Interstate Banking: Bigger Isn't Always Better
Furash, Edward, American Banker
Interstate banking requires particularly effective management if it is to solve the current bank earnings problem. As to this, there are some lessons from history that provide some good management guidelines on how to be successful. Let me share a few of these with you:
1. Economies of scale will appear only when management has the tenacity to cut costs, reduce staff, and force the merger of technology. Having a plan going in is essential. The promised synergies -- other than capital -- have appeared rarely or very slowly in multibank mergers mainly because management has failed to make them happen or has been reluctant to act vigorously.
2. Success requires the ability to manage at a distance. To manage at a distance requires the ability to delegate. Most banks have been raised in environments where they supervise or are supervised in detail. Delegation has been a problem. It has been resisted or poorly done. Often delegation has been confused with abrogation of supervision and laissez-faire management. Holding executives responsible for managing against preapproved plans has been notably absent. In other words, the culture of banking, stemming from lending supervision, is hard to overcome.
3. Multibank and branch bankers are constantly plagued by the problem of how to establish central control while at the same time maintaining autonomy and entrepreneurship at point of delivery to the marketplace. Most branch banks and multibank holding companies spend countless dollars on programs, incentives, and layers of management designed to force branch or affiliate banks to act with energy and enthusiasm teh way independent bankers do.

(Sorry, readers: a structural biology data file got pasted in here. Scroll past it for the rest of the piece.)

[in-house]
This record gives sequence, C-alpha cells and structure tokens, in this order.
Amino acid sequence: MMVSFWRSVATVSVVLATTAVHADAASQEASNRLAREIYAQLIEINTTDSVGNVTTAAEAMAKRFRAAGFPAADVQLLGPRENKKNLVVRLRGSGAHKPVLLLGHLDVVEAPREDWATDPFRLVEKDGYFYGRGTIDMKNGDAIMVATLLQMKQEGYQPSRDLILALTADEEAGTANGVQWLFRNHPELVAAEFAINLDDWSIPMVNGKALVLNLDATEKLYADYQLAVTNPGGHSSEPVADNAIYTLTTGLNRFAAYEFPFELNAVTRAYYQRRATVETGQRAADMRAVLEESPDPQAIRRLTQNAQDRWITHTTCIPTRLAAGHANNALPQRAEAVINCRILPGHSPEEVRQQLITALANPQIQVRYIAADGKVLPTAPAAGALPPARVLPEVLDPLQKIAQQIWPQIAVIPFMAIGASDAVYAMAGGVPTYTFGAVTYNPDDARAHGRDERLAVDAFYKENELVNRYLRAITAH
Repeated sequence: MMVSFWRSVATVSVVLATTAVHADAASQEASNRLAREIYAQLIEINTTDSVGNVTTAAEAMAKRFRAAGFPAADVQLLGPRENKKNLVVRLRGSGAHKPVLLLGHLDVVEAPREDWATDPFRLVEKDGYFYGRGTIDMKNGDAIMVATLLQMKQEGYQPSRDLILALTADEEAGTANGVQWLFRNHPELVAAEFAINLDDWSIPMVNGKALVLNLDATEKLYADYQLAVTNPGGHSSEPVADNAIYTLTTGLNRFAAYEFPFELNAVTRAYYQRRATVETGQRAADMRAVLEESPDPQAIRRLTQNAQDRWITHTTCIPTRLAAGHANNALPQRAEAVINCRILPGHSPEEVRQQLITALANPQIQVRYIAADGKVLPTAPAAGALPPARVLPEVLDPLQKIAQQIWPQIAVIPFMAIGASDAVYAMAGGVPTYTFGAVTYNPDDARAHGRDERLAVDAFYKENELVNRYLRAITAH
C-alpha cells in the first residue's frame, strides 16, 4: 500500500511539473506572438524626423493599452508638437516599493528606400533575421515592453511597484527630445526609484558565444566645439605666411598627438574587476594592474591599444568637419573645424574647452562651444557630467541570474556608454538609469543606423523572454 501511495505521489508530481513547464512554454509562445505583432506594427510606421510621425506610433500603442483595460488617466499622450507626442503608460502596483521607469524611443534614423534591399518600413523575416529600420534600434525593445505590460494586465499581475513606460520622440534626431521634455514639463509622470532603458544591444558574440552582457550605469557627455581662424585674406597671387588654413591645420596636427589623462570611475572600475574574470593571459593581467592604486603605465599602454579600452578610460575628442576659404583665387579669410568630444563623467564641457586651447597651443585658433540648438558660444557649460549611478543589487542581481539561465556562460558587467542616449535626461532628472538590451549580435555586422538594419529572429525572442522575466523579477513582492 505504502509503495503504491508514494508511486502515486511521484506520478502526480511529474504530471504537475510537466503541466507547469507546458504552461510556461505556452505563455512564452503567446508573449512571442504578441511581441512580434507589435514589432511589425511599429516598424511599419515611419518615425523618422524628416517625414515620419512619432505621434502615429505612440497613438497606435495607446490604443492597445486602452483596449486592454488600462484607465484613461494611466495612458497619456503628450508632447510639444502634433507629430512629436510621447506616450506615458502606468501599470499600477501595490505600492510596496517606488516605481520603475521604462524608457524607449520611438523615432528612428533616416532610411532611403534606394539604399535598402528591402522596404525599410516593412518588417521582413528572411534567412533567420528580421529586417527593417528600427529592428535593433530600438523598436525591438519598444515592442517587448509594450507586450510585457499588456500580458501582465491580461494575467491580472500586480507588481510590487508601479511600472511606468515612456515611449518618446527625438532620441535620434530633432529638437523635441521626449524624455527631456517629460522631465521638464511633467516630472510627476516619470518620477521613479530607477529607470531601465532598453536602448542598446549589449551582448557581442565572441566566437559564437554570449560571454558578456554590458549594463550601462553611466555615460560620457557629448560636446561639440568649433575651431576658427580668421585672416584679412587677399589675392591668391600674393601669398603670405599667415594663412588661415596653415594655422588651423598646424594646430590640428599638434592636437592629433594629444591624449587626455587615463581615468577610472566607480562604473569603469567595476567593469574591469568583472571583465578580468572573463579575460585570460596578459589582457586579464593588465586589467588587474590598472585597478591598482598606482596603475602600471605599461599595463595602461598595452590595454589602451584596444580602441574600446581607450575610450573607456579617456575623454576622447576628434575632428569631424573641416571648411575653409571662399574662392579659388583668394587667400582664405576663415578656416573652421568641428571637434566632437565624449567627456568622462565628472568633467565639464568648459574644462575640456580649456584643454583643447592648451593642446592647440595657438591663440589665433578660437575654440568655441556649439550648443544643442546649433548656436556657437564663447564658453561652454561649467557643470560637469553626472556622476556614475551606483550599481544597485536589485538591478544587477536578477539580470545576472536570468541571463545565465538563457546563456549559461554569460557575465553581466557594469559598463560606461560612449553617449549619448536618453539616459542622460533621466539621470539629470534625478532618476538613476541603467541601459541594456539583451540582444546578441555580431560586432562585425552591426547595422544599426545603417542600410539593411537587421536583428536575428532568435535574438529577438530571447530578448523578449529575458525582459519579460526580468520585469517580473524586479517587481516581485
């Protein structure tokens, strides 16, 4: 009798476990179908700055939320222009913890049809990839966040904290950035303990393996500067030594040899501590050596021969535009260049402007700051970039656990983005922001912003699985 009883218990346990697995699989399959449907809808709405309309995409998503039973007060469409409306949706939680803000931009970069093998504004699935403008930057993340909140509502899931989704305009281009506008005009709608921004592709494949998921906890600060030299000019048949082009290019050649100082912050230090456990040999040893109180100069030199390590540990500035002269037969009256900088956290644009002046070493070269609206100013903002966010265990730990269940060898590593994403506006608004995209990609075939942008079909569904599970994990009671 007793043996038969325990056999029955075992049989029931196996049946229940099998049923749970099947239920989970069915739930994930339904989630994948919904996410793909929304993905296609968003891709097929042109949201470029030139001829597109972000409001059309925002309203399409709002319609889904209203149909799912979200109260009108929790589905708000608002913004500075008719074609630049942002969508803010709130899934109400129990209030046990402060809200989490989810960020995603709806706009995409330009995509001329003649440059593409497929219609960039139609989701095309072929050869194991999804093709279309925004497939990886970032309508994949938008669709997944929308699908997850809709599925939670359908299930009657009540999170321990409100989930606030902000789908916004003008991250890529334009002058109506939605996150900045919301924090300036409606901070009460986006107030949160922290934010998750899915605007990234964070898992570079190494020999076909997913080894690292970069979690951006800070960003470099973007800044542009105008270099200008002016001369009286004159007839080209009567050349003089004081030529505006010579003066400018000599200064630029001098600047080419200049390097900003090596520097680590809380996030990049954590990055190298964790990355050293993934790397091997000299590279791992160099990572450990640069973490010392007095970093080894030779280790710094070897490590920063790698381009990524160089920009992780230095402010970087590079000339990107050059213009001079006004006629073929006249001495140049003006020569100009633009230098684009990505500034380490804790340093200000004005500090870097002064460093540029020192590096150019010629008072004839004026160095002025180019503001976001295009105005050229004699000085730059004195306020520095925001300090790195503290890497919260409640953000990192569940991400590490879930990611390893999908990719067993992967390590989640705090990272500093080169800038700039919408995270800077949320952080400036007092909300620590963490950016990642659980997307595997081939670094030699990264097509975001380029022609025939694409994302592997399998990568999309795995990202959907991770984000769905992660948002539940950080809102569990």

Remember that all of banking is local and that quality service is personal to the customer. Independents try to give that quality of service in terms of the little things that count: the sime, accessbility, helpfulness, etc. Banking has become a merchandising business and success lies in maintaining customer closeness and transactional decisions at the point of delivery.
Excessive centralization will do interstate banking in. Banks will lose market to smaller competitors, as can be seen in such markets as California. There are several ways to achieve this sense of local presence:
Federalism -- where the company is truly decentralized, operating in the manner of a conglomerate, performance being controlled against a preapproved plan.
MArket units -- where businesses are designed to cut across the whole company but with effective bottommline responsibility.
Controlled autonomy -- where the central company acts as an internal franchiser and the market units as franchisees.
Learning to manage at a distance will be the greatest challenge for interstate banking organizations. Some bankers cannot yet achieve the right balance within a single market. Doing it over larger distances is tough, requiring both a management attitude and information systems that allow it to happen. And learning to trust at a distance is in no small part of this process.
4. Multibank history shows that coordinating across corporate lines to achieve maximum profitability will be a major challenge. Coordinated tax planning is relatvely easy; coordinated assets and liability management is tough. And what about pricing? Should it be standardized? The Canadian experience suggest that moving to a common name causes savvy consumers to demand standard nationwide or regionwide fees -- and get them.
Retailers differentiate price by keeping units separate, but at the same time give up economies of scale, such as in advertising. Yet local competition can and will perceive an opportunity to crack a bank's pricing if the bank cannot react to local needs quickly. Again, California is a good example.
5. Multibank history also demonstrates that success requires the ability to export technology and marketing skills to a new region. …